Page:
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Textile groups file new safeguard petitions

A coalition of U.S. apparel, textile and fiber-producing trade groups has begun filing new safeguard petitions to try to head off an “explosion” of Chinese textile imports they say could destroy the U.S. textile and apparel manufacturing sector.

The first petition, which requests that the U.S. Department of Commerce invoke the safeguard provisions of China's WTO accession agreement on imports of men's and boys' and women's and girls' cotton trousers, was filed by representatives of the coalition on Oct. 8.

The coalition filed another set of petitions — involving the categories of men's and boys' and women's and girls' man-made fiber trousers, wool trousers, cotton knit shirts and man-made fiber knit shirts — on Oct. 13. U.S. importer and retailer groups condemned the petitions as “misguided and baseless.”

Leaders of the manufacturers and producers coalition say those petitions and others that will be filed in coming days are aimed at trying to prevent a repeat of what happened in 2002 when quotas expire on all textile and clothing products on Jan. 1, 2005.

“In the apparel and home textile categories released from quota in January 2002, China exploded from less than 10 percent market share in 2001 to more than 70 percent market share as of June 2004,” said Cass Johnson, president of the National Council of Textile Organizations.

“Absent the implementation of safeguards, China will capture similar market share post-2005 and destroy the textile and apparel manufacturing complex, one of the largest employment sectors in the United States.”

The remaining petitions will be filed to try to limit growth in Chinese exports of cotton and man-made fiber underwear, cotton sheets, synthetic filament fabric and cotton yarn to 7.5 percent per year under the safeguard provisions of China's WTO accession agreement.

The WTO agreement, signed by China in 2001, provides safeguards to prevent the disruption of orderly market development by the United States and other countries in connection with the approaching expiration of textile and apparel quotas on Jan. 1.

The Committee on the Implementation of Textile Agreements has 15 days to notify the coalition if it will accept any or all of the petitions, but National Cotton Council leaders said U.S. textile and apparel manufacturers have been assured a fair hearing within the administrative process.

“The categories named in the filed petitions and those expected in the near future are vitally important to maintaining a minimum critical mass for continued textile and apparel manufacturing in the United States,” said NCC Vice President Stephen Felker. “The experience of the U.S. sector since 2002, when selected categories of textile and apparel products had quotas eliminated, demonstrates the tremendous potential for surges in imports from China.”

Chinese imports in some categories soared by 600 percent in the first 12 months after quota elimination with associated price declines of 53 percent, said Felker, a Georgia textile executive. Imports from China in all categories with quota elimination have risen 1009 percent since 2001.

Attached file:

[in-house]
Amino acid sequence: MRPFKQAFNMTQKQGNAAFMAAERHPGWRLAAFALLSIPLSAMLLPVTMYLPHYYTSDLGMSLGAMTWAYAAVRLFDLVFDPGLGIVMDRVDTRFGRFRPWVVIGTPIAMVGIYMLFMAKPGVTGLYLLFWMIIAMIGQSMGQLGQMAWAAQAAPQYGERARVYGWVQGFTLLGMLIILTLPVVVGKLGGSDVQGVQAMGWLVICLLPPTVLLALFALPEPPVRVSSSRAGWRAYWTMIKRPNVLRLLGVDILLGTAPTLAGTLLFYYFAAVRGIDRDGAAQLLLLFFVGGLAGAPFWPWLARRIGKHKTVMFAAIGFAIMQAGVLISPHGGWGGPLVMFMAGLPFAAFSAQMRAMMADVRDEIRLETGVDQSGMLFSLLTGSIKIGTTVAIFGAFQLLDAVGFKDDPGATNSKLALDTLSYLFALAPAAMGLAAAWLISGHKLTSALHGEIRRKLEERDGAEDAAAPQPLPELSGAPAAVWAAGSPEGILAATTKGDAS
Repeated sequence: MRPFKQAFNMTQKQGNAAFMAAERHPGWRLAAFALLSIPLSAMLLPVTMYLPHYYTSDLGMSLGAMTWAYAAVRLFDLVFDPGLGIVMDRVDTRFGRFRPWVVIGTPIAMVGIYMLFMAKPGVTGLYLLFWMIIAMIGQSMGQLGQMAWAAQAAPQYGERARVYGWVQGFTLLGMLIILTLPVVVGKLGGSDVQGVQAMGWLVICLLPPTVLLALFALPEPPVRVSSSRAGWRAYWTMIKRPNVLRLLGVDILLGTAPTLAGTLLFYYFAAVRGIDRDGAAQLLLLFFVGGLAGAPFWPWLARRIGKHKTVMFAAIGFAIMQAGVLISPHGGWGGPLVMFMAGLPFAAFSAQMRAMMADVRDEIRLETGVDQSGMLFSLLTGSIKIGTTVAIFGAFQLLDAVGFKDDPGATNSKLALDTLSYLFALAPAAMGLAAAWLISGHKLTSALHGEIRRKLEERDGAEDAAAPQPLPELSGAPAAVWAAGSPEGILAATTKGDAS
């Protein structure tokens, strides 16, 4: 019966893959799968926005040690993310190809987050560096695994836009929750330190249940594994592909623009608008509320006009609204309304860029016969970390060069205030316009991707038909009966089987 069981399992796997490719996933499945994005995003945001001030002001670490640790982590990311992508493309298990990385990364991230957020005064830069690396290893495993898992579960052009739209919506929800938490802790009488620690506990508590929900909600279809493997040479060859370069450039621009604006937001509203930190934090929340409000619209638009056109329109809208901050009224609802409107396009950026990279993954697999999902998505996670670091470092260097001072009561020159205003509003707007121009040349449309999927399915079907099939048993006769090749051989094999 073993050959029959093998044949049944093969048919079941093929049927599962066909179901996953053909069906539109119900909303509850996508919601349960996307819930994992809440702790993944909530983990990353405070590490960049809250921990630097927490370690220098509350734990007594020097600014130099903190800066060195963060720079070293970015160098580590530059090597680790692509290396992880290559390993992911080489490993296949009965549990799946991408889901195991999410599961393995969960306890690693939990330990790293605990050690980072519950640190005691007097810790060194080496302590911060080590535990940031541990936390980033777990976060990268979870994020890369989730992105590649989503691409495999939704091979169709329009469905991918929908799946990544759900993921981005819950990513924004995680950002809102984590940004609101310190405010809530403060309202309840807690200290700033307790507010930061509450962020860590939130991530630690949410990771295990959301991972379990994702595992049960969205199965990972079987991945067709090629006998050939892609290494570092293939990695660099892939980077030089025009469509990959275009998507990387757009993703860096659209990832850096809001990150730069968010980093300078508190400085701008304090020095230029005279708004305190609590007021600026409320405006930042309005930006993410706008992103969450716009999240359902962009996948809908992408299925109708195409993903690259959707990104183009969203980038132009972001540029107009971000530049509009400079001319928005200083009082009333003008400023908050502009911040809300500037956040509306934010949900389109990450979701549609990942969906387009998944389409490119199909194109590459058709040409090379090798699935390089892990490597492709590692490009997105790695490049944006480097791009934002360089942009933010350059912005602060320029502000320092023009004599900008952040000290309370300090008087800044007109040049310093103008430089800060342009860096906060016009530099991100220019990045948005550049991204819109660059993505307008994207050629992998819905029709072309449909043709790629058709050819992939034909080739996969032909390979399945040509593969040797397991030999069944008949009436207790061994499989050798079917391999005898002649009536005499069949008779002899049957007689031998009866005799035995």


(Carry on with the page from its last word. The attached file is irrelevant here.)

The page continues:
“This surge in Chinese imports directly reduced U.S. production as well as imports from our hemispheric trading partners that often contained U.S.-manufactured components,” he noted.

Importer and retailer representatives accused the U.S. textile industry of taking aim at its customers. “The U.S. textile industry trade associations have attacked the American retailers and importers who are the customers of U.S. mills,” said Laura Jones, executive director of the U.S. Association of Importers of Textiles and Apparel.

“The best way to maintain jobs in the United States is to create partnerships between the mills and their customers — instead of trying to harm our members. They need us to stay healthy if they want to stay in business.”

But National Cotton Council leaders said the situation for domestic and Western Hemisphere textile manufacturers could become even more desperate if no action is taken on the petitions.

The United States currently manufactures about 45 million dozen cotton trousers annually but imports 63 million dozen from NAFTA and the CBI, mostly made with U.S. components, they said. Due to quotas, China exports 2.8 million dozen cotton trousers to the United States. Based on the U.S. experience in 2002, without safeguard action, Chinese imports of cotton trousers will rise to 19.6 million dozen.

“This will come at the direct expense of U.S. manufacturers and hemispheric partners using U.S. components,” said NCC President Mark Lange. “There is no need to wait for economic damage of this magnitude to occur. The agreement permits action based on the threat of market disruption.”

Responding to questions during a media briefing on the petitions, Lange said the cotton industry is not worried about the possibility of Chinese retaliation against U.S. cotton producers because of the NCC stance on the safeguard petitions.

“We are continuing to work with our government to seek to have the Chinese honor all of their agreements with the United States,” he said.

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